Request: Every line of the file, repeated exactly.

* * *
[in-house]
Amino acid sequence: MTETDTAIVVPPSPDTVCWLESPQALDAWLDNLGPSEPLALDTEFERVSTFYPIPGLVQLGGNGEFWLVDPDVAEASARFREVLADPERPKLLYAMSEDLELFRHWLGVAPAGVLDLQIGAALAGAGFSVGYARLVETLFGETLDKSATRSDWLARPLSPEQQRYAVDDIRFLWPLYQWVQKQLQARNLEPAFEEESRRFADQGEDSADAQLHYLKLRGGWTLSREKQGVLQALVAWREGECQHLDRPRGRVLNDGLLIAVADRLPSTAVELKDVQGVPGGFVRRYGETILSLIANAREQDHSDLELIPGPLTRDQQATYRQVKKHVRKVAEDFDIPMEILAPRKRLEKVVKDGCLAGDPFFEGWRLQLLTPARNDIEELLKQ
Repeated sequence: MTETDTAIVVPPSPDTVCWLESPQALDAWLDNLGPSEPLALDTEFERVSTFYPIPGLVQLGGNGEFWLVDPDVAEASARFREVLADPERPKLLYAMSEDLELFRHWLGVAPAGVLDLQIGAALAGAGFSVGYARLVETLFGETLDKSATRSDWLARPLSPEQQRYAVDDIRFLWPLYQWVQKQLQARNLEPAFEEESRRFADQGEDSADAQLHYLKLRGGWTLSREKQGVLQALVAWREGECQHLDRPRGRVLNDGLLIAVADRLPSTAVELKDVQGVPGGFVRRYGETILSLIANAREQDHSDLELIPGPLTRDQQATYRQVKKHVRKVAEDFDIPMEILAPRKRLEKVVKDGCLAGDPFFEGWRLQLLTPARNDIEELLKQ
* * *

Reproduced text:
[in-house]
Amino acid sequence: MTETDTAIVVPPSPDTVCWLESPQALDAWLDNLGPSEPLALDTEFERVSTFYPIPGLVQLGGNGEFWLVDPDVAEASARFREVLADPERPKLLYAMSEDLELFRHWLGVAPAGVLDLQIGAALAGAGFSVGYARLVETLFGETLDKSATRSDWLARPLSPEQQRYAVDDIRFLWPLYQWVQKQLQARNLEPAFEEESRRFADQGEDSADAQLHYLKLRGGWTLSREKQGVLQALVAWREGECQHLDRPRGRVLNDGLLIAVADRLPSTAVELKDVQGVPGGFVRRYGETILSLIANAREQDHSDLELIPGPLTRDQQATYRQVKKHVRKVAEDFDIPMEILAPRKRLEKVVKDGCLAGDPFFEGWRLQLLTPARNDIEELLKQ
Repeated sequence: MTETDTAIVVPPSPDTVCWLESPQALDAWLDNLGPSEPLALDTEFERVSTFYPIPGLVQLGGNGEFWLVDPDVAEASARFREVLADPERPKLLYAMSEDLELFRHWLGVAPAGVLDLQIGAALAGAGFSVGYARLVETLFGETLDKSATRSDWLARPLSPEQQRYAVDDIRFLWPLYQWVQKQLQARNLEPAFEEESRRFADQGEDSADAQLHYLKLRGGWTLSREKQGVLQALVAWREGECQHLDRPRGRVLNDGLLIAVADRLPSTAVELKDVQGVPGGFVRRYGETILSLIANAREQDHSDLELIPGPLTRDQQATYRQVKKHVRKVAEDFDIPMEILAPRKRLEKVVKDGCLAGDPFFEGWRLQLLTPARNDIEELLKQ